MT Pleasant Primary School students will be able to learn about bush tucker after the opening of a new garden.
The school received a $10,000 grant last year as part of the City of Melville’s Project Robin Hood, which is a participatory budgeting initiative where the community decide which community-led and developed projects will receive a share of community funding.
The Bushtucker and Native Species Community Corridor was officially opened by Mayor Russell Aubrey on June 20.
The project involved the planting of native and bush tucker species by students and interested community members.
It is aimed at teaching both young and old how to plant a native and bush tucker garden whilst also creating a community spirit.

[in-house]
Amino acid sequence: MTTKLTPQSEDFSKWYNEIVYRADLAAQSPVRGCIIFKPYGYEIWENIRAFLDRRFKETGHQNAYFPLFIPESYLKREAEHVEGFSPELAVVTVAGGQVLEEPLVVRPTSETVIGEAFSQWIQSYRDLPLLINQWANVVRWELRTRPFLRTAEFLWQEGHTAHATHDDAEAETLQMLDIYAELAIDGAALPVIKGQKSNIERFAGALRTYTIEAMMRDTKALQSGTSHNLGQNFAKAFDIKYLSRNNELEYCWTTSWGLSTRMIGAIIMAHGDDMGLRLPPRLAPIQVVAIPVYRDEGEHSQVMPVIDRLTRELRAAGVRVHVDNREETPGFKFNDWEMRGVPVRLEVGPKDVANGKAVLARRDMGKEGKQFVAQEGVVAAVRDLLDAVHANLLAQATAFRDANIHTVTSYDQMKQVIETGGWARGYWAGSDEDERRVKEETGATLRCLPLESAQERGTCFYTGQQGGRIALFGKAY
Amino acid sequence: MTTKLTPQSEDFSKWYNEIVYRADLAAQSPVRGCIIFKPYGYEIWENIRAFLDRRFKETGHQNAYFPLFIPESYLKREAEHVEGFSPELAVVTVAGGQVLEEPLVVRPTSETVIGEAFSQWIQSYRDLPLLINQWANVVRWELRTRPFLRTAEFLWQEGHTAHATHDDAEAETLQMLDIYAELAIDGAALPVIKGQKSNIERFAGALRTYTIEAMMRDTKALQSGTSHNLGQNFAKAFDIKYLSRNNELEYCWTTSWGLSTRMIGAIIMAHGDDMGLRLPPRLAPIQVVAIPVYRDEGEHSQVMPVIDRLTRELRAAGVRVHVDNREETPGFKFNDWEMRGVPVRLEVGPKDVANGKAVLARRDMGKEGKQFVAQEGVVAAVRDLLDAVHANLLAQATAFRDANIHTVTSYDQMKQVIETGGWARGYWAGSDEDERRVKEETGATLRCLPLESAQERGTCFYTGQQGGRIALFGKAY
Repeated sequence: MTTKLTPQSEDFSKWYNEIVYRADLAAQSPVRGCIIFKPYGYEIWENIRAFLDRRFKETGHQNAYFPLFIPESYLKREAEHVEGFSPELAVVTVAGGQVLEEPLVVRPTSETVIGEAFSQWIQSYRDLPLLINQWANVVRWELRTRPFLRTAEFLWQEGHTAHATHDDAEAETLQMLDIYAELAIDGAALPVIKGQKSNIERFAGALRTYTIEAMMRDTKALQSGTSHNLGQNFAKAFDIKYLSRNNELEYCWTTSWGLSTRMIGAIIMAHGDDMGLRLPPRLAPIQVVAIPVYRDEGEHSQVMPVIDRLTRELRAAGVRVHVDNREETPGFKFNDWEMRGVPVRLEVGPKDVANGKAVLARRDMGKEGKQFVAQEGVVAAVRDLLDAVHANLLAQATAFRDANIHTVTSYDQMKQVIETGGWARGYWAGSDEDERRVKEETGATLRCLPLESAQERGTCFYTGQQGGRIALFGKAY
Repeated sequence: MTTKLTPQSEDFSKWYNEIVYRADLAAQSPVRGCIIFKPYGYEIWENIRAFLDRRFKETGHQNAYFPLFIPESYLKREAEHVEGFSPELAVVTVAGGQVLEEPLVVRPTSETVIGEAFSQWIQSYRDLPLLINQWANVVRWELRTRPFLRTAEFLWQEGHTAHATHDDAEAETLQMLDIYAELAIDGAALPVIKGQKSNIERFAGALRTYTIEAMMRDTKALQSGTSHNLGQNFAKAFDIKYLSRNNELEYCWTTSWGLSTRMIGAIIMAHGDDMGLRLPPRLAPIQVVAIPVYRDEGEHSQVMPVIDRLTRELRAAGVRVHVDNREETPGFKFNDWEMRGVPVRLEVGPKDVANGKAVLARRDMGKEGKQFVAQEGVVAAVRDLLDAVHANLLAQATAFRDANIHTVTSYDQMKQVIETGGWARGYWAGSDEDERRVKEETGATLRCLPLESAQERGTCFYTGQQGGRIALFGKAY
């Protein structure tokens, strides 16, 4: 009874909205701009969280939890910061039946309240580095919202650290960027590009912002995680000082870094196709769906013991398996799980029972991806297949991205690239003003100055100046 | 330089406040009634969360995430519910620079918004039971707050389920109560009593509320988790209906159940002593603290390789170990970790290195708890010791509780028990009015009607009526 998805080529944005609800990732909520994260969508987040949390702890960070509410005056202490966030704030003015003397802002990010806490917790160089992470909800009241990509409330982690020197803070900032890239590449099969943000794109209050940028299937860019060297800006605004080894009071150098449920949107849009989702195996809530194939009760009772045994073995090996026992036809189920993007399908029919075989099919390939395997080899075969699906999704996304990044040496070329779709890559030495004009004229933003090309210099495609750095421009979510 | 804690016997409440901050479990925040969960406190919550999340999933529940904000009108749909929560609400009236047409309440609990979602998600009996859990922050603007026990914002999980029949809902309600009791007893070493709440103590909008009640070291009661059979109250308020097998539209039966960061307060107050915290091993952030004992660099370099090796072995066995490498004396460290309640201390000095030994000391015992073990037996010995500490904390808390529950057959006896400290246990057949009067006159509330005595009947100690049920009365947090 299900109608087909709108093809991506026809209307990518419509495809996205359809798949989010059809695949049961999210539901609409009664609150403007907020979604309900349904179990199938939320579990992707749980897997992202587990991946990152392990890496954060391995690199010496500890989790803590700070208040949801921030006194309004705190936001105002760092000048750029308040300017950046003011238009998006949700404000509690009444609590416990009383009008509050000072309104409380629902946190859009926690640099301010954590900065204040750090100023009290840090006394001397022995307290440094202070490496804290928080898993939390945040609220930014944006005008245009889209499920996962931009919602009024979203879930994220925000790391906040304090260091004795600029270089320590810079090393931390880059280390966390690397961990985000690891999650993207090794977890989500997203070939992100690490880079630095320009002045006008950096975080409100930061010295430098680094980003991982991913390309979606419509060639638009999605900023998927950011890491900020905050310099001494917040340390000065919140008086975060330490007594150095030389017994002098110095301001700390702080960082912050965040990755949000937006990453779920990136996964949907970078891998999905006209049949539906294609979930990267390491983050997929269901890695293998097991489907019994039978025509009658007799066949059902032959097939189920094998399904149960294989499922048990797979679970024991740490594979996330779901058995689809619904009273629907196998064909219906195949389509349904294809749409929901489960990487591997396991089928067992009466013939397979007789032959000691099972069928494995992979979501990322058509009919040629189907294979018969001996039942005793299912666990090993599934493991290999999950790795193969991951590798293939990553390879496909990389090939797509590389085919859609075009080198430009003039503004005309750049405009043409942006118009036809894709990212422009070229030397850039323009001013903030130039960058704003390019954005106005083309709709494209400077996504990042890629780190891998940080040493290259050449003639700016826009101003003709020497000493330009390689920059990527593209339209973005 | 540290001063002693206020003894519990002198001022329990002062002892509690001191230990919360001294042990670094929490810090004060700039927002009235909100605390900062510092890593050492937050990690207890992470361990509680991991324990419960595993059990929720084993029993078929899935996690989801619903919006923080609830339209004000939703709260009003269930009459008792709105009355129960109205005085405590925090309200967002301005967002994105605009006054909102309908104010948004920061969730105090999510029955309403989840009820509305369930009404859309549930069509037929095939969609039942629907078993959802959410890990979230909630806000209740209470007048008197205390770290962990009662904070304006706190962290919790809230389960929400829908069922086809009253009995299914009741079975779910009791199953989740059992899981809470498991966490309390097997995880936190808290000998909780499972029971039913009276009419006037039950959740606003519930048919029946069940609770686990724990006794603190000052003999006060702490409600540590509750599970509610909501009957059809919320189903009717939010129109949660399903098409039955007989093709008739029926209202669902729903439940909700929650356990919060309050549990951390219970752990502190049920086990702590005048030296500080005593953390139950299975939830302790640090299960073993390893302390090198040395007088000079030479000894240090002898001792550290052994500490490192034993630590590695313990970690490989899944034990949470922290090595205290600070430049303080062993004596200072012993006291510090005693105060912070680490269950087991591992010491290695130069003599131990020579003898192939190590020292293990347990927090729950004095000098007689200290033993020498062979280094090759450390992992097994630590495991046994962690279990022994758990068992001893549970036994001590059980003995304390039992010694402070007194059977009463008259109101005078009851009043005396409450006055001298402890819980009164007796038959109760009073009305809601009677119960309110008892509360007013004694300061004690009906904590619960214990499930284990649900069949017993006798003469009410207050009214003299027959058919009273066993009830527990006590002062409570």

The eight community projects who have received funding as part of the 2019 Project Robin Hood imitative were also announced last week.
More than 2600 people from across Melville jumped online to the City’s online engagement platform, Melville Talks, to review the 13 community-led project ideas up for consideration before voting for the projects they felt deserved funding.
The funding pool for Project Robin Hood is generally $100,000, but the City of Melville was able to fund additional projects this year through unspent project funds from previous years. This brings the total funding for this round of Project Robin Hood to $120,759.
The eight projects who received funding in 2019 were:
Melville Save the Bees of Australia ($19,700)
Seeds to Seedlings ($9,523)
Nature Play Space Brentwood ($20,000)
Cycling Without Age ($19,996)
Bateman Bush Tucker ($11,140)
Attadale Bicton Hub ($19,000)
Blossom Friendship ($9,400)
Brentwood Comes Alive ($12,000)